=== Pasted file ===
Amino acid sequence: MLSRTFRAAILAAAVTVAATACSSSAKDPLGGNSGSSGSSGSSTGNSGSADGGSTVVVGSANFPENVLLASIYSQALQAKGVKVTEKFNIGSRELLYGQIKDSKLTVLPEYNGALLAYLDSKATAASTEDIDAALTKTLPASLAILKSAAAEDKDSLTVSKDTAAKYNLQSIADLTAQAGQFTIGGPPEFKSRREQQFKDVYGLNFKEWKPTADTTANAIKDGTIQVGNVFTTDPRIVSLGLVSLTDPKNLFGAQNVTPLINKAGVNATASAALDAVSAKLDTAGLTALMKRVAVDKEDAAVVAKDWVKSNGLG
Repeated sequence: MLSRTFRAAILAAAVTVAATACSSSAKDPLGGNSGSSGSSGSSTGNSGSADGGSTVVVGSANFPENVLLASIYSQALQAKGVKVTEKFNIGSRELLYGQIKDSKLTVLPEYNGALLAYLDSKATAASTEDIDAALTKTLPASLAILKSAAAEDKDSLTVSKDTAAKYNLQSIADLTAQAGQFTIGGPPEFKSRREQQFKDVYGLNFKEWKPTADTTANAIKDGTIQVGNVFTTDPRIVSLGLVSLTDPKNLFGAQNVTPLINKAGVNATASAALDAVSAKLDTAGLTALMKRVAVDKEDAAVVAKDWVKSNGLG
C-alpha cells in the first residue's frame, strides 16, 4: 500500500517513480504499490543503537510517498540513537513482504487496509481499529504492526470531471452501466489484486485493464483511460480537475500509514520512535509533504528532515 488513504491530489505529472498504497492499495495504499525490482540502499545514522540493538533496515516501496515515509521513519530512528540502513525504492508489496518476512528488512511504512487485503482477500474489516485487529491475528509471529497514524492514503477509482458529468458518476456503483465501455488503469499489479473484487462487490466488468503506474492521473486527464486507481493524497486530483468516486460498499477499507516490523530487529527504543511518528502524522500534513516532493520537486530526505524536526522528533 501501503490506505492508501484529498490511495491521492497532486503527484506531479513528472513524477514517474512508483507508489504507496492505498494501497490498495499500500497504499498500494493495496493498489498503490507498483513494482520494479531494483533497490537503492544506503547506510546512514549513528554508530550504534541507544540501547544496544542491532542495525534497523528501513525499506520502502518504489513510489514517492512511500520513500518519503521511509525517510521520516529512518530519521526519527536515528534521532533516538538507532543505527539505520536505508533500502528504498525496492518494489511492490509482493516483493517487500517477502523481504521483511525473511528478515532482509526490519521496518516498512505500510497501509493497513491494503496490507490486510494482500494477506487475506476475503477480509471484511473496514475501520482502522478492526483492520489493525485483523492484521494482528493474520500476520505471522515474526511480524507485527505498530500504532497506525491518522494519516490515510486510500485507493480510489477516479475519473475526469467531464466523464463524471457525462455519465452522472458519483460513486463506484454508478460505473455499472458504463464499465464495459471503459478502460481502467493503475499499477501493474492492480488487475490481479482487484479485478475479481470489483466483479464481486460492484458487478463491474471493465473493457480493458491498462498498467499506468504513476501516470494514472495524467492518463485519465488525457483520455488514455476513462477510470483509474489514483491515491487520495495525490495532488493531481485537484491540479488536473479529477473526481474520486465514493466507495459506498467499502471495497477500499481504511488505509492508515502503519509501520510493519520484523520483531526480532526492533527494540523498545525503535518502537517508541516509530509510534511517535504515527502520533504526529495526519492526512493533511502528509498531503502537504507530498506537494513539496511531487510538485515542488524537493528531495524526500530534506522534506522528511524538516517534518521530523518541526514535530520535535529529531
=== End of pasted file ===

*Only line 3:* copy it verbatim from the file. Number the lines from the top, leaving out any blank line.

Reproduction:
C-alpha cells in the first residue's frame, strides 16, 4: 500500500517513480504499490543503537510517498540513537513482504487496509481499529504492526470531471452501466489484486485493464483511460480537475500509514520512535509533504528532515 488513504491530489505529472498504497492499495495504499525490482540502499545514522540493538533496515516501496515515509521513519530512528540502513525504492508489496518476512528488512511504512487485503482477500474489516485487529491475528509471529497514524492514503477509482458529468458518476456503483465501455488503469499489479473484487462487490466488468503506474492521473486527464486507481493524497486530483468516486460498499477499507516490523530487529527504543511518528502524522500534513516532493520537486530526505524536526522528533 501501503490506505492508501484529498490511495491521492497532486503527484506531479513528472513524477514517474512508483507508489504507496492505498494501497490498495499500500497504499498500494493495496493498489498503490507498483513494482520494479531494483533497490537503492544506503547506510546512514549513528554508530550504534541507544540501547544496544542491532542495525534497523528501513525499506520502502518504489513510489514517492512511500520513500518519503521511509525517510521520516529512518530519521526519527536515528534521532533516538538507532543505527539505520536505508533500502528504498525496492518494489511492490509482493516483493517487500517477502523481504521483511525473511528478515532482509526490519521496518516498512505500510497501509493497513491494503496490507490486510494482500494477506487475506476475503477480509471484511473496514475501520482502522478492526483492520489493525485483523492484521494482528493474520500476520505471522515474526511480524507485527505498530500504532497506525491518522494519516490515510486510500485507493480510489477516479475519473475526469467531464466523464463524471457525462455519465452522472458519483460513486463506484454508478460505473455499472458504463464499465464495459471503459478502460481502467493503475499499477501493474492492480488487475490481479482487484479485478475479481470489483466483479464481486460492484458487478463491474471493465473493457480493458491498462498498467499506468504513476501516470494514472495524467492518463485519465488525457483520455488514455476513462477510470483509474489514483491515491487520495495525490495532488493531481485537484491540479488536473479529477473526481474520486465514493466507495459506498467499502471495497477500499481504511488505509492508515502503519509501520510493519520484523520483531526480532526492533527494540523498545525503535518502537517508541516509530509510534511517535504515527502520533504526529495526519492526512493533511502528509498531503502537504507530498506537494513539496511531487510538485515542488524537493528531495524526500530534506522534506522528511524538516517534518521530523518541526514535530520535535529529531